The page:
You can also meditate while moving in other ways, such as walking or gardening. Any simple movement can help you focus more on the present moment, your breath, and how your body feels as it moves.

Visualization Meditation

While some meditations aim to clear the mind entirely, during a visualization meditation, the goal is to picture a scenario, setting, or particular image. You can simply use visualization to relax, prepare for something, or achieve a goal. This has long been popular in sports. Athletes prepare for and enhance performance by visualizing their bodies moving through an event or game.

Body Scans and Progressive Relaxation

Meditations that focus on the body help you stay in the present moment. During a body scan, you pay attention to sensations in each part, one at a time. During progressive relaxation, you tense and then relax each muscle in the body, again, one at a time.

Kindness and Compassion Meditation

These types of meditations are distinguished by their goals. Also known as loving-kindness meditation, this practice involves focusing on compassion, self-love, and empathy to strengthen them in your life. If you want to be more compassionate toward others or yourself, this will help.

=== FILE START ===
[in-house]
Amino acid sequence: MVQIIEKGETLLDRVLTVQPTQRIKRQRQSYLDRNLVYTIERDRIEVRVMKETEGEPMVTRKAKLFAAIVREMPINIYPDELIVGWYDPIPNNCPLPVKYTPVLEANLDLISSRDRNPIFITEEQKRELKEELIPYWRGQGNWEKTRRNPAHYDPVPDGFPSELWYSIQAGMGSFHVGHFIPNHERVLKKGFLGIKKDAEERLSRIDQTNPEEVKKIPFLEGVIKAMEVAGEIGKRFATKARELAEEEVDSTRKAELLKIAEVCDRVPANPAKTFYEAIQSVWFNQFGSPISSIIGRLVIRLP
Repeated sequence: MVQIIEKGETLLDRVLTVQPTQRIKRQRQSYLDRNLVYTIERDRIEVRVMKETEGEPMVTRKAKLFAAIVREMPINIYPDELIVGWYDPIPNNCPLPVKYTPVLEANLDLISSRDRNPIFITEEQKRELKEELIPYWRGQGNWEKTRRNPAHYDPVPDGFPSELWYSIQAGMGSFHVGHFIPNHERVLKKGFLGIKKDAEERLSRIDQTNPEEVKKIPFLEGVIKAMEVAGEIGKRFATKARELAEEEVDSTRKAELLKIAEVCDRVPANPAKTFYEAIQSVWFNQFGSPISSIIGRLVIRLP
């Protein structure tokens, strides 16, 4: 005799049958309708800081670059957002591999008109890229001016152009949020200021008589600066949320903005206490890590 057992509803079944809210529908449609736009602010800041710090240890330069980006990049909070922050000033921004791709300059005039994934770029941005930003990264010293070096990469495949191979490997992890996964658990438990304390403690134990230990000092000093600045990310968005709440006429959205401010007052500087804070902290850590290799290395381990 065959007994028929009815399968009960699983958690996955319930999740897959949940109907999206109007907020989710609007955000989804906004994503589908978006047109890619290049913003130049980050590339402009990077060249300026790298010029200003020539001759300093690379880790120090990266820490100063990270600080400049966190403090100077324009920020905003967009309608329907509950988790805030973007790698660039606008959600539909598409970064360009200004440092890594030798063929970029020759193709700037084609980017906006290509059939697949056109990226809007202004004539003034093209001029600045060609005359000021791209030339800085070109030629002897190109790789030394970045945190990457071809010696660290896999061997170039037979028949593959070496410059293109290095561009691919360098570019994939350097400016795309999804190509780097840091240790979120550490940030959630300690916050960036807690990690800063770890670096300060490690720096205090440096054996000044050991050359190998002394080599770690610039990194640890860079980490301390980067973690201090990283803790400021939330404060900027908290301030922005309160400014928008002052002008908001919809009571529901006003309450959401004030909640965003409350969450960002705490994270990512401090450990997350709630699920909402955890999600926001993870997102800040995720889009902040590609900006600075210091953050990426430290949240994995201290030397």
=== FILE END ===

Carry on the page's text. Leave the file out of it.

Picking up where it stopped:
Guided Meditation

Anyone can benefit from guided meditation, but this style is beneficial for newbies. To do this meditation, you listen to someone as they direct your thoughts and actions. If you’re unsure where or how to begin, find guided meditations of all types on BetterSleep.

Nearly any type of meditation can be guided. For example, a soothing voice can direct you through a relaxing visualization to reduce stress or gentle movements for a moving meditation.

These are just a few of the more common and popular meditations. There are many other forms, so explore your options and discover what suits you the most, and will help you stick with it daily.

What Are the Benefits of a Daily Meditation Practice?

Why should you make time for this quiet practice every day? Research suggests that the benefits of meditation are numerous. From managing chronic pain to living with less anxiety, making meditation part of your daily routine will improve your overall well-being.